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  • Julian Crosby

Judas and the Black Messiah: Power and Lobster

Writer-director Shaka King enlivens the true story of Black Panther Party Chairman Fred Hampton in Judas and the Black Messiah. As played by LaKeith Stanfield, FBI informant William “Bill” O’Neal infiltrates the organization and betrays Hampton. King, however, manages to humanize O’Neal with his cinematic reimagination of the events that lead up to Hampton’s death. William O’Neal’s relationship with his Special Agent handler Roy Mitchell (Jesse Plemons) in the film reveals how the FBI seduces O’Neal into action. The temptation of goods, both material and incorporeal, motivate O’Neal to betray Fred Hampton (Daniel Kaluuya).


From the first moments of Judas and the Black Messiah, O’Neal (Stanfield) wields power as his own physical weapon. As a con artist and car thief, he plays into the fears of fellow Black individuals with a fake police badge. The badge, as an emblem of the oppressive, white establishment in America, becomes O’Neal’s weapon and shield; the moment the men find out O’Neal is a fraudulent agent, he is rendered defenseless. O’Neal elucidates the power of the badge to Agent Mitchell in one sentence: “The badge is scarier than a gun.” The badge evokes more fear out of Black people than a weapon, because no physical power can topple the systemic persecution the badge represents.


Agent Roy Mitchell offers O’Neal gifts unknown to Black Americans at that time to entice him: power and respect. In the earlier sequences of the film, Mitchell treats O’Neal as equals with feigned interest as he even states he is ‘all for equality’ while the two drink at his sophisticated home. Power, as personified through the badge and O’Neal’s relationship with Agent Mitchell, delineates a dichotomy in O’Neal’s life.


Power offers a semblance of dominance but also anchors O’Neal in a subservient position to the FBI. The concept of power galvanizes William O’Neal to take drastic action, but also deprives him of basic perception. O’Neal, in his quest for power, becomes a helpless puppet that almost derives pity.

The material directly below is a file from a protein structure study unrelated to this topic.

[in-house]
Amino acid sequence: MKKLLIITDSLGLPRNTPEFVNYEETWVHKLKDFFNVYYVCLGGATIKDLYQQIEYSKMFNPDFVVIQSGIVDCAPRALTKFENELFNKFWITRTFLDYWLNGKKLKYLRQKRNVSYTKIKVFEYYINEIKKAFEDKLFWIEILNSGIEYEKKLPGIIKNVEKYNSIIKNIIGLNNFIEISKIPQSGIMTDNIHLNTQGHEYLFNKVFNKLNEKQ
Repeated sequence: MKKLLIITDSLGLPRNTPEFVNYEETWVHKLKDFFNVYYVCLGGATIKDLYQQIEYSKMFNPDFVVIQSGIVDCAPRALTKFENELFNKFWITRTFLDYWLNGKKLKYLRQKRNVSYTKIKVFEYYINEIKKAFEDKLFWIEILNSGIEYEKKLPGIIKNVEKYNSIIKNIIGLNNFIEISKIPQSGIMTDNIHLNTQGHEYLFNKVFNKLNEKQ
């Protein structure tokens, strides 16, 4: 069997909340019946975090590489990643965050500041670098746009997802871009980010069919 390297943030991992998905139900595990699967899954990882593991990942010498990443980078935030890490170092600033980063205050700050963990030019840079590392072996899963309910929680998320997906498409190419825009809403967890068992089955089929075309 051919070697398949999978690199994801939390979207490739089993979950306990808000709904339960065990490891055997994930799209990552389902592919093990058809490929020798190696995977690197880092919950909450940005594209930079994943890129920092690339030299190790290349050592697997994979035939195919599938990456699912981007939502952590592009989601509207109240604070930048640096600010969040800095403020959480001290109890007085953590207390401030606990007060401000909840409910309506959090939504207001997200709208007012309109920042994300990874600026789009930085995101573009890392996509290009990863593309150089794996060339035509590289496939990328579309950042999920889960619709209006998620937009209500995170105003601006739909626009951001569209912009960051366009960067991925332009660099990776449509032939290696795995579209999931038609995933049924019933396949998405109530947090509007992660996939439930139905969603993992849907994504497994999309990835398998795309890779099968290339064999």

Material rewards facilitate O’Neal’s decision to help murder Fred Hampton. Materialism propels O’Neal to betray his own intuition, as captured by the meticulous decisions Stanfield makes as an actor to embody his character. Stanfield often stutters his lines, casts his eyes downward, and fidgets with his body to communicate O’Neal’s unease with the situation. But, whether it be food, money, or cigars, the temptation of material goods supersedes any discomfort.


In fact, O’Neal often swallows his words with a pull from a cigar or a bite to eat off a fancy dinner plate when he talks with Agent Mitchell, as if to quell his own internal acrimony with his involvement. However, O’Neal was no diffident victim and was committed to his role as an informant. Stanfield underscores his character’s avarice and awareness through dramatic, yet subtle flair; O’Neal licks the lobster butter off each, individual finger as he accepts the money and job from Agent Mitchell.


As the film progresses and O’Neal acclimates to the privilege of life outside his narrow Black experience, his outfits even become more sophisticated. O’Neal believes money, or a slick blazer, turtleneck, and sunglasses, will insulate him from maltreatment and make him equal with his white counterparts.


Money exposes a sharp contrast between the virtues of both William O’Neal and Fred Hampton. In the film, money makes O’Neal susceptible to the FBI’s bait while Fred Hampton’s relationship with money made him “the greatest threat to national security”. Fred Hampton’s distaste for money and capitalism threatened the fabric of American society and united a surplus of various supporters behind a common goal against greed.


Fred Hampton’s ambitious agenda of socials programs undermined an economic and political system that continues to sustain white supremacy. For that reason, America decided his soup kitchens demanded more attention than organized crime rings.


Themes of alienation and betrayal in Judas and the Black Messiah reflect similar messages addressed in Melina Matsoukas’ 2019 film Queen & Slim, also starring Daniel Kaluuya in the titular role. The death of Fred Hampton in Judas and the Black Messiah occurs because of the immediate decisions of two Black informants, which calls into question the nature of Black allegiance against the magnetism of material goods and power. Even Spurgeon “Jake” Winters’ (Algee Smith) death happens on account of a spiteful Black man who calls the cops on him, after letting Jake know “I ain’t your brother!”


In Queen & Slim, the protagonists are sold out to the authorities by a Black man who sought new, diamond encrusted grillz and a sum of money. The evident similarities between Judas and the Black Messiah and Queen & Slim make profound social commentary that dates back to the slave trade and insidious practices among African tribes that forced thousands into physical subjugation... at the right price. The portrayal of specific Black characters in both films demonstrate the victimization of Black people at the hands of capitalism. Money and power propel people to betray those they respect, including themselves.



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